The world is full of lies, and it’s hard to get through life without taking a few on board. Luckily, we’re here to sort the fact from the fiction, and find the plankton of truth in the ocean of bullshit. This week: Day drinking! Is it really that bad to be a bit toasted at work? Does the sun make you drunker? And you have to go for it on red-letter days, right? Let’s see if day-drinking is bad, really, by exposing five lies you’ve been told about getting your booze on before dinner.
Lie #1: Drinking at Work? Really?
Look, there are plenty of jobs for which sobriety is pretty important. Surgeons shouldn’t drink on the job, nor should pilots, lifeguards, judges, ambulance drivers or heavy machine operators. There are almost certainly others. Oil tanker captain?
But if you work in a job where a beer or two not only doesn’t impair your ability to do your job, but might on occasion enhance it, why wouldn’t you? Working in the creative industries, for instance, involves coming up with a lot of out-of-the-box ideas, something which is sometimes a lot easier when talking shit over a beer or two than sitting in silence, forehead veins bulging as you attempt to “be creative.”
“There’s a curve,” says John, a lunchtime beer enthusiast working in the advertising industry who decided after this chat that he didn’t want his surname used. “There’s a magic point somewhere between two and four pints where something just happens. The right bits of your brain relax and let creativity flow. I’m the best writer I ever am at that point, although my typing really goes down the toilet. Then, at about four and a quarter pints, it all goes to shit and I can’t articulate that creativity anymore. I keep talking about this idea where I hire a stenographer for a month, then I spend every afternoon getting drunk and every subsequent morning looking through the transcripts and finding the good bits, and either end up rich or dead.”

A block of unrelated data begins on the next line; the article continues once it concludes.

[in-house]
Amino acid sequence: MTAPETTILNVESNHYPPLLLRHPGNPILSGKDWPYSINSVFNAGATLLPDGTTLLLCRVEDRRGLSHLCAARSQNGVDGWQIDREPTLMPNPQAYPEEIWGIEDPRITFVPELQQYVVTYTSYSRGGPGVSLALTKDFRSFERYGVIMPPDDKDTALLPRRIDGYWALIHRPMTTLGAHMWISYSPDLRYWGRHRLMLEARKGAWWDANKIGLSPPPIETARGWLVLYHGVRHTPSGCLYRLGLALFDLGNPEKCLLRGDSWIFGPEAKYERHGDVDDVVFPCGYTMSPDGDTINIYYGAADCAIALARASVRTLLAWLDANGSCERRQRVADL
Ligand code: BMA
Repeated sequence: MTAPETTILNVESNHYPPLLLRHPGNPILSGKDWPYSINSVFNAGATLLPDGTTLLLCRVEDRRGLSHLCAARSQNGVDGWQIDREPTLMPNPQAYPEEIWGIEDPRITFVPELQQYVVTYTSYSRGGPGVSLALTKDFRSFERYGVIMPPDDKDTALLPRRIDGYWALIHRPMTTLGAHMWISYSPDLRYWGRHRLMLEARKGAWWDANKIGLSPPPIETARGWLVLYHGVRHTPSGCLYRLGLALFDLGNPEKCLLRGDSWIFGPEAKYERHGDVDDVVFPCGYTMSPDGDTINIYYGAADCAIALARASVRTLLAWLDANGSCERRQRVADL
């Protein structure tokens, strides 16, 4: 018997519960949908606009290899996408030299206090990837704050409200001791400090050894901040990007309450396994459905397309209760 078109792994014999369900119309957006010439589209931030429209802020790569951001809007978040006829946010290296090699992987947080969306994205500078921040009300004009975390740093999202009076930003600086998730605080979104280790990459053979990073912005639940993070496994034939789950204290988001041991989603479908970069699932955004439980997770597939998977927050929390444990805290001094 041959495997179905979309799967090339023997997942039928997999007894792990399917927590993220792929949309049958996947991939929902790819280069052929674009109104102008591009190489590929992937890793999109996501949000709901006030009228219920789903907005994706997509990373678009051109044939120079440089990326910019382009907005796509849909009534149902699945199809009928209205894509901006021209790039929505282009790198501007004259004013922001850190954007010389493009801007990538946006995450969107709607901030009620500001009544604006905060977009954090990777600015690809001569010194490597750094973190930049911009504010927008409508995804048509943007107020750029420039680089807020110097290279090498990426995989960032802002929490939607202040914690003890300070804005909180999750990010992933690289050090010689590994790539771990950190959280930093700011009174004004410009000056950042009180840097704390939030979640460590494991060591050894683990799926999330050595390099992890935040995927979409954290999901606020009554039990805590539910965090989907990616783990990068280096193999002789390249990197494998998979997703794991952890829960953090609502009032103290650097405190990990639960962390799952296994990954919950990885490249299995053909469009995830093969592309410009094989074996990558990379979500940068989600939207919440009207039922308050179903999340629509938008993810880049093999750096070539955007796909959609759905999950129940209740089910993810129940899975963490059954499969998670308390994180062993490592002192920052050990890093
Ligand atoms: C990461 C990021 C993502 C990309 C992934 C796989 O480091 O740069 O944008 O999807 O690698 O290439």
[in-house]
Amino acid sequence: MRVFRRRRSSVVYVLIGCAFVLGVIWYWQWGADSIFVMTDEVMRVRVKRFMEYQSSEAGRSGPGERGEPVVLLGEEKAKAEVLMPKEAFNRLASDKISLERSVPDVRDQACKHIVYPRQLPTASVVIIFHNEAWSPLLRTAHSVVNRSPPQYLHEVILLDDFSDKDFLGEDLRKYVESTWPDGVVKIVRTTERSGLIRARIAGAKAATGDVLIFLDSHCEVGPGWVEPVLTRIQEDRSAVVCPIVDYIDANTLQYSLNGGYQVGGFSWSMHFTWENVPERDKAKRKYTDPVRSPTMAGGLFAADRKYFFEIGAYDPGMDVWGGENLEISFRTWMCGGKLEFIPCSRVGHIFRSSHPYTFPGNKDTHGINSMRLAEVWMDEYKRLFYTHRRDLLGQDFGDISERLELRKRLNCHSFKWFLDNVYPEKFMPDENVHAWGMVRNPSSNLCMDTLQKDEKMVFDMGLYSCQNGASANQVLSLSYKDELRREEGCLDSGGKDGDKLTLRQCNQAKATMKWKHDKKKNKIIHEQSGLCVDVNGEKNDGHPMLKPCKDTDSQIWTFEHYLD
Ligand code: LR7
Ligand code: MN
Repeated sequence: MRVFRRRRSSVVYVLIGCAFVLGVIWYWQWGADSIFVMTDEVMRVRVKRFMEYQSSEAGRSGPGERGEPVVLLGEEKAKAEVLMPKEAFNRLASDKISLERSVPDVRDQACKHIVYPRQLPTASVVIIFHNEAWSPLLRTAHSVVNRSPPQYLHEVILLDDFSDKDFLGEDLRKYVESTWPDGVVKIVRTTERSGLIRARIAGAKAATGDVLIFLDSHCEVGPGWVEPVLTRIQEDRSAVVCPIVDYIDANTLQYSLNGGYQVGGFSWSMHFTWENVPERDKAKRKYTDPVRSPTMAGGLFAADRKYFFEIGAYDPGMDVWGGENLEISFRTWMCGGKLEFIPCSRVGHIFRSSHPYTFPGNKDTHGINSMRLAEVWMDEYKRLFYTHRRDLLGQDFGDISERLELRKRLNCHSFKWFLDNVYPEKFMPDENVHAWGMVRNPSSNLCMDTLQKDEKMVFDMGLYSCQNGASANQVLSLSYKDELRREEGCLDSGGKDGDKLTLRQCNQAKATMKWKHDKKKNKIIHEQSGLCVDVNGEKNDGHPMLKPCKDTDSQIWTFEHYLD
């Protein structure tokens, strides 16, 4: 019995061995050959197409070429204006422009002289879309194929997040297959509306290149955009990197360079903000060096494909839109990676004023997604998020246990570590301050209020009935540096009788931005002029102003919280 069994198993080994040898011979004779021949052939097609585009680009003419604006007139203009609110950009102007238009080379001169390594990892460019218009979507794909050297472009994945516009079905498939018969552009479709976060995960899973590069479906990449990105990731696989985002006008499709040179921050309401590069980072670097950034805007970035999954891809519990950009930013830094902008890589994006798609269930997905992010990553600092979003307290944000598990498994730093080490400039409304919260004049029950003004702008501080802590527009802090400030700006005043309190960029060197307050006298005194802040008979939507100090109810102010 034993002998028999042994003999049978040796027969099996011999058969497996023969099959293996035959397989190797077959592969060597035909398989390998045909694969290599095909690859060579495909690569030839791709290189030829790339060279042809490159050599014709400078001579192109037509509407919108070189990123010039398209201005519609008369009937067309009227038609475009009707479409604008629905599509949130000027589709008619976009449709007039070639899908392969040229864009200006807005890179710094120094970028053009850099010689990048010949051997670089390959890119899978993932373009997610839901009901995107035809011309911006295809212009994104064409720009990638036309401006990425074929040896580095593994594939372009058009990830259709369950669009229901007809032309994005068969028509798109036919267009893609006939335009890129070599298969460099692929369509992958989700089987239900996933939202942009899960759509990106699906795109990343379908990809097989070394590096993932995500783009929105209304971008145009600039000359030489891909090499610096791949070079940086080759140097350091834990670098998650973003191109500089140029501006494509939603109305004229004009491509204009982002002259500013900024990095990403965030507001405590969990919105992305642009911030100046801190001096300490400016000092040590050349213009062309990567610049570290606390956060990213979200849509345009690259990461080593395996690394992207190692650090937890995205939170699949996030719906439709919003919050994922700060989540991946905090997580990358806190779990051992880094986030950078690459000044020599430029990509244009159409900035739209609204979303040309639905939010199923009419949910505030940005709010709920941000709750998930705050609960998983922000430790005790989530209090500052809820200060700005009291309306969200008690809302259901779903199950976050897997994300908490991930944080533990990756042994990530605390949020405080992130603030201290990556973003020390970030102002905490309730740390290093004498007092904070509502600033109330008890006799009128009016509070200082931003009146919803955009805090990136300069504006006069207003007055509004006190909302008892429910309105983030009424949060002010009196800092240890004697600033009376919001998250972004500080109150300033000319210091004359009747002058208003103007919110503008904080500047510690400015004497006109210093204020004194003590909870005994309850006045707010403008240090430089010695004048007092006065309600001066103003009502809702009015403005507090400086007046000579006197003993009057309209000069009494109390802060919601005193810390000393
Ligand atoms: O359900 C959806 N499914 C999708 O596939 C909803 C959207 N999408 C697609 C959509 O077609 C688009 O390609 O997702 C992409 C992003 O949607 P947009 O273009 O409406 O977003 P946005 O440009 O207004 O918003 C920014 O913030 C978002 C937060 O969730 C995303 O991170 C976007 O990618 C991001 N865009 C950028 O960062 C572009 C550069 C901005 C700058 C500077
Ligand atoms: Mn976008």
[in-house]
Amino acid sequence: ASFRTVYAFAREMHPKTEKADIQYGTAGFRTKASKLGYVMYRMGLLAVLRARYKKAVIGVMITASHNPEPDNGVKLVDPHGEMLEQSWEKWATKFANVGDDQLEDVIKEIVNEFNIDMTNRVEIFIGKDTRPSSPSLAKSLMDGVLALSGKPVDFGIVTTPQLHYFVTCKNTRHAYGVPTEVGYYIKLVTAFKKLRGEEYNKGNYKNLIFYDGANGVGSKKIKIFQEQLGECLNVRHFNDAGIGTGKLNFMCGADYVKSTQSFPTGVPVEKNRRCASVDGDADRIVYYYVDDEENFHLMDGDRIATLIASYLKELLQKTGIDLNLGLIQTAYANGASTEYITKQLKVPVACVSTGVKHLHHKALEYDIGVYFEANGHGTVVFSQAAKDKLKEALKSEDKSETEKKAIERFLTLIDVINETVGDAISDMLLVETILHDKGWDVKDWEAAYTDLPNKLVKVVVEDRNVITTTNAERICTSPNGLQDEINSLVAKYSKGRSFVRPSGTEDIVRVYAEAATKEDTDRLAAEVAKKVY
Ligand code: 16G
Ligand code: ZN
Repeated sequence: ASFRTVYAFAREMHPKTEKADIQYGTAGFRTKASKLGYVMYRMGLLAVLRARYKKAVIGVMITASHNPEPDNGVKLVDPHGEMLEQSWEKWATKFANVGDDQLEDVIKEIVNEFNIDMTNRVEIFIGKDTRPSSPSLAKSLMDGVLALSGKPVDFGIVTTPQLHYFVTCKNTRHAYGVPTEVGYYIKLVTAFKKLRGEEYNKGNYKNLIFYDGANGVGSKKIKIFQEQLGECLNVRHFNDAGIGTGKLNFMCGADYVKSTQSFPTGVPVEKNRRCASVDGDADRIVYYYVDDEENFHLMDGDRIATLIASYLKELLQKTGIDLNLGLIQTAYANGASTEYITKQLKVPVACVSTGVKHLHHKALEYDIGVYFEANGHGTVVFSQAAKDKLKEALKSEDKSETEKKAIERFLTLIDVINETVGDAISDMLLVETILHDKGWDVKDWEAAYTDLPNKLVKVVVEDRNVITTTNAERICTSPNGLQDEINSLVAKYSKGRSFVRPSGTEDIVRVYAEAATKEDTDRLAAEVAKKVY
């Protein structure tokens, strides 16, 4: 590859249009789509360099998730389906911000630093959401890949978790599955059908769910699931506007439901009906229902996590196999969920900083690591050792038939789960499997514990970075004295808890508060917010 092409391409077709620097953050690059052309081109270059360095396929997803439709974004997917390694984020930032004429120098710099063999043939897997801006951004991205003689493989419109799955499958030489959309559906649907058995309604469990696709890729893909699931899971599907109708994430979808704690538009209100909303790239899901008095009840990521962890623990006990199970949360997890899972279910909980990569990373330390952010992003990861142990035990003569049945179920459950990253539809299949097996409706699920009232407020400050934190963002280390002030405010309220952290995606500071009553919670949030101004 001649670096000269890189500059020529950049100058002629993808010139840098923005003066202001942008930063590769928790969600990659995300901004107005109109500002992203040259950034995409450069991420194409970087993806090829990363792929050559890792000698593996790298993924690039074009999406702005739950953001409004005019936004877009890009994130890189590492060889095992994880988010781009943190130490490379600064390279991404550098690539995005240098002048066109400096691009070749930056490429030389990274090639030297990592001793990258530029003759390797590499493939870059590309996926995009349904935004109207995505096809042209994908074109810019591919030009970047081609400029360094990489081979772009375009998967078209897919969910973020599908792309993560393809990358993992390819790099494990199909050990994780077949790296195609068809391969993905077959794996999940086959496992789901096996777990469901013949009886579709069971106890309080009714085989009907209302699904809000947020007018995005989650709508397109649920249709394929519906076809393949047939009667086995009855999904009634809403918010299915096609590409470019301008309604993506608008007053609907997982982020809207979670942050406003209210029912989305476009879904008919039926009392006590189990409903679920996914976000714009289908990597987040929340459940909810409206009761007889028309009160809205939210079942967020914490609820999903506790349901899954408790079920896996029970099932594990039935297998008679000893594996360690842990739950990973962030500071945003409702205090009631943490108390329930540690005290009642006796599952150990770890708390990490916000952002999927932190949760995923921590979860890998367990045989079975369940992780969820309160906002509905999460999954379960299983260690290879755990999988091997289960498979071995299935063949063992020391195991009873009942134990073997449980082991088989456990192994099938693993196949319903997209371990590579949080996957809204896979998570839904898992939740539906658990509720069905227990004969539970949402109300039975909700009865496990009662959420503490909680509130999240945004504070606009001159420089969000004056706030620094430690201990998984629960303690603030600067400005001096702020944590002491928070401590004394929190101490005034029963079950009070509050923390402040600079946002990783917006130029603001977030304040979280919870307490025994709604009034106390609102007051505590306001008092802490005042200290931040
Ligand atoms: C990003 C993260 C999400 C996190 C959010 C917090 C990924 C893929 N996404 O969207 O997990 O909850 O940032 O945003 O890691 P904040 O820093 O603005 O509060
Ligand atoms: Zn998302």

This curve is also known as the Ballmer Peak, a term coined in this XKCD comic in reference to former Microsoft CEO Steve Ballmer and his tendency to at least appear to have had a pretty exciting lunch. Science actually backs it up, to an extent — a 2012 paper in the journal Consciousness and Cognition found that a blood alcohol level of around 0.075 (the equivalent of about two beers) helped with creative problem solving, with drinkers getting better results faster than their sober counterparts. The paper says: “Astonishingly, those in the drinking group averaged nine correct questions to the six answers correct by the non-drinking group. It also took drunk men 11.5 seconds to answer a question, whereas non-drunk men needed 15.2 seconds to think. Both groups had comparable results on a similar exam before the alcohol consumption began.”
Exciting lunches all round!
Lie #2: Drinking in the Day is the Behavior of Dirtbags
It kind of depends on what you’re drinking and where — take a warm Four Loko out of your coat and crack it open during a McDonald’s breakfast and people think you’re some sort of pig’s ass, but have a Champagne breakfast in the fanciest suite of an expensive hotel and you’re as classy as it gets, even if you’re in bed and haven’t brushed your teeth yet, you bastard.
For some reason the rules are different for the wealthy and powerful. There’s the Mad Men / Jack Donaghy kind of thing, where as long as it’s quality booze an afternoon drink isn’t only okay but actively encouraged. We’ve somehow decided that if a handsome older man in an expensive suit paces around his office pouring himself whiskies from a crystal decanter while making million-dollar decisions, that’s aspirational, but if you go to apply for a bank loan and the manager is wearing one of those hats that holds two cans of Coors and has a big straw, that’s somehow sub-optimal.
There is, of course, a difference between drinking in the day and getting drunk in the day. Go somewhere like Berlin and wander through a park at lunchtime and you’ll see dozens of respectable-looking middle-aged couples sitting on benches enjoying a nice, enormous robust early afternoon beer. But then they stop drinking and carry on with their day. There’s nothing inherently bad or unhealthy about drinking during the day — where it goes wrong is being unable to stop, day drinking turning into evening drinking turning into night drinking turning into early morning drinking.